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US Helps Mea Shearim to Stay Modest

Posters for visitors to Jerusalem’s hareidi religious neighborhoods ask them to dress modestly. The US State Dept. spreads the message.
By Tzvi Ben Gedalyahu
First Publish: 2/8/2012, 10:30 AM

Hareidi religious man
Hareidi religious man
Flash 90

The U.S. State Department has changed its travel advisory for  tourists in Israel suggesting they avoid immodest dress not out of respect for the residents, but in order to avoid "assaults on secular visitors.”

A travel advisory for visitors to Saudi Arabia warns tourists to respect Islam, but only states that not conforming to the dress code could cause them to be “confronted” by offended Muslims.

The advisory for Jerusalem, where Mea Shearim is the most widely-known but far from the only hareidi religious neighborhood, does not define what areas are “ultra-orthodox” ands also does not define what “modest’ means. It notes, “In Jerusalem, travelers should exercise caution at religious sites on holy days, Fridays, Saturdays, and Sundays, and dress appropriately when visiting the Old City and ultra-orthodox Jewish neighborhoods.

“Assaults on secular visitors, either for being in cars or for being immodestly dressed,’ have occurred in these neighborhoods. Isolated street protests and demonstrations can occur in the predominantly Arab commercial districts of East Jerusalem during periods of unrest.”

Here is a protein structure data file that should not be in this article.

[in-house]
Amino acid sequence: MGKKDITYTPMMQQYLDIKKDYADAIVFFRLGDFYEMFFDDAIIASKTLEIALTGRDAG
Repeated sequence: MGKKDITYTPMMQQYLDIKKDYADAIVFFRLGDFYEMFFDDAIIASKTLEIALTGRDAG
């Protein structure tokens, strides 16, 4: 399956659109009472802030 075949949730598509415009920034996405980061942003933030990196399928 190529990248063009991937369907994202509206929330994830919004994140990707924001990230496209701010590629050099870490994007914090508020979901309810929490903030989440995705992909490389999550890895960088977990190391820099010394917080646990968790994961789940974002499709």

The State Dept. advisory for travelers to Saudi Arabia states, “Islam is the official religion of the country and pervades all aspects of life in Saudi Arabia. Public display of non-Islamic religious articles such as crosses and Bibles is not permitted…. The Commission on Promotion of Virtue and the Prevention of Vice (CPVPV), the religious police (Mutawwa or Al-Hay’ah colloquially), are charged with enforcing these standards on behalf of the CPVPV.

“The Saudi Embassy in Washington advises women traveling to Saudi Arabia to dress in a conservative fashion in public, wearing ankle-length dresses with long sleeves and not pants.  However, in most areas of Saudi Arabia, and particularly in Riyadh and the central part of the Kingdom, women wear a full-length black covering known as an Abaya, and cover their heads. Women who choose not to conform to this dress code face a greater risk of being confronted by Mutawwa. Men should not wear shorts in public or go without a shirt.”

The advisory adds, “To ensure that conservative standards of conduct are observed, the Saudi religious police have accosted or arrested foreigners, including U.S. citizens, for improper dress or other alleged infractions, such as consumption of alcohol or association by a female with a male to whom she is not related.”